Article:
“There were precautions taken,” Martelli said. “We each took a rapid test before every meeting. It just shows you that anything can happen. But now, I wish I wouldn’t have gone. My parents are older, and my nephew is at-risk and too young for the vaccine. I’m just waiting for my test results and hoping (for the best). I’d be devastated if I can’t see them.”
‘What are we supposed to do?’
“Of course, I’m worried,” Town said, when asked if she was nervous businesses could be shut down again if coronavirus cases continued to climb. “But what are we supposed to do? Stop living our lives indefinitely? I want to keep people safe, but I also think we need to be careful that we don’t close down too soon if the virus doesn’t appear too dangerous. It’s complicated, and I guess I’m just happy I don’t have to make the decision for everyone.”
Town said she has seen shops recently close temporarily due to staff or customers getting sick. It reminds her of the longer-term closures she’s endured over the last 21 months, a result of the pandemic and Hurricane Ida.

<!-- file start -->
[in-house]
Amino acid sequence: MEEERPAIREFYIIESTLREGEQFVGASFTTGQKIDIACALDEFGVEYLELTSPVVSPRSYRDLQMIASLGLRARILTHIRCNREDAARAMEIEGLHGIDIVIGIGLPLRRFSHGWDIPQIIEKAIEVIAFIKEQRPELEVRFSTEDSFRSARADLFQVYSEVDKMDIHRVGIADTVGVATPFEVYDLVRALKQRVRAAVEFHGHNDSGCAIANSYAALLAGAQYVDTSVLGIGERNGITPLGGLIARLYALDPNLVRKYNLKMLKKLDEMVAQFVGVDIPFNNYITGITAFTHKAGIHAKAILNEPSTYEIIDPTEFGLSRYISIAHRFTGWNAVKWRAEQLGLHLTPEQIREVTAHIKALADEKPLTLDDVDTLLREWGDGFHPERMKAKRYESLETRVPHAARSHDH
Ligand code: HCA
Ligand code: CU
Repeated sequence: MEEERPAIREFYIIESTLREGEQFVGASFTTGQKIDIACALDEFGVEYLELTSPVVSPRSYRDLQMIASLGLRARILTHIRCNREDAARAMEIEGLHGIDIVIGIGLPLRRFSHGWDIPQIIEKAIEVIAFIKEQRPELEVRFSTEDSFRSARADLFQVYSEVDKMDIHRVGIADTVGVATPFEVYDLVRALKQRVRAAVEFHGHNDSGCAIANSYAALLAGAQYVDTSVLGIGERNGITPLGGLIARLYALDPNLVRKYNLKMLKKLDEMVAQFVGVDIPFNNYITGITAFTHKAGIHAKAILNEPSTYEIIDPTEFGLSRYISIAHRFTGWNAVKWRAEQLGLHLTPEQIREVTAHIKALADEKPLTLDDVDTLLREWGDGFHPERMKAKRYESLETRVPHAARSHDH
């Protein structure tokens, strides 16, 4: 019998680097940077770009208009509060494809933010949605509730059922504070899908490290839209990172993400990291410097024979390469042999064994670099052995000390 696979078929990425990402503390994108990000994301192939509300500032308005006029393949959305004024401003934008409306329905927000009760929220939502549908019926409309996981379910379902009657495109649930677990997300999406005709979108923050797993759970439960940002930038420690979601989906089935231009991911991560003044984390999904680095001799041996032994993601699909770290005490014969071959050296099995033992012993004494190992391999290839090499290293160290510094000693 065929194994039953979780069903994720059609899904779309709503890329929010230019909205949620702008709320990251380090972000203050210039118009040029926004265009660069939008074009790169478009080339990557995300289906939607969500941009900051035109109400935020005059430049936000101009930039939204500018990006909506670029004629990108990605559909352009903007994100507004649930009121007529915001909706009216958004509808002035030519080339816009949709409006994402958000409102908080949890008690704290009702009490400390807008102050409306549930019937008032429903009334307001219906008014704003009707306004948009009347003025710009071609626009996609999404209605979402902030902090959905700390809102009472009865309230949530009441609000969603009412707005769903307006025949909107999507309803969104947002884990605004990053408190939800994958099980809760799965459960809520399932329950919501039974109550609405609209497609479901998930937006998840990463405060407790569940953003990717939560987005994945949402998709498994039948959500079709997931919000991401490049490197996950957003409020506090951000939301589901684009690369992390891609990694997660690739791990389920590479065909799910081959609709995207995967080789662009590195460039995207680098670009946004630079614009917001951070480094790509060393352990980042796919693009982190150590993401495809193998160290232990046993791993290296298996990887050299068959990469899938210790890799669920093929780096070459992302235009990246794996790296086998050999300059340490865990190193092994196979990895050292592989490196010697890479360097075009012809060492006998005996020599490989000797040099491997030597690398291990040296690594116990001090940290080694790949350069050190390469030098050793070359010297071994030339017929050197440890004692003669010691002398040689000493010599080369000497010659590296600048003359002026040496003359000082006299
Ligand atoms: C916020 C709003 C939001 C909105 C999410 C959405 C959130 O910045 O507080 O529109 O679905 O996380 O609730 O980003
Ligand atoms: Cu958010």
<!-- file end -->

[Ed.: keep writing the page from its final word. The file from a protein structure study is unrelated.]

Not only has it been a difficult stretch for her business, but also for many of her customers who have had to suffer while largely isolated. Small businesses like her bar, she said, are important places for people to be social.
“New Orleans is such a communal place,” Town explained. “We love to gather. Humans, in general, need to gather. The holiday season — and Mardi Gras season right after — are important times to do that. Does that mean I have pandemic fatigue? Probably that’s some of it. But there’s also some real benefits to getting together with friends and family that we need to consider this time of year.”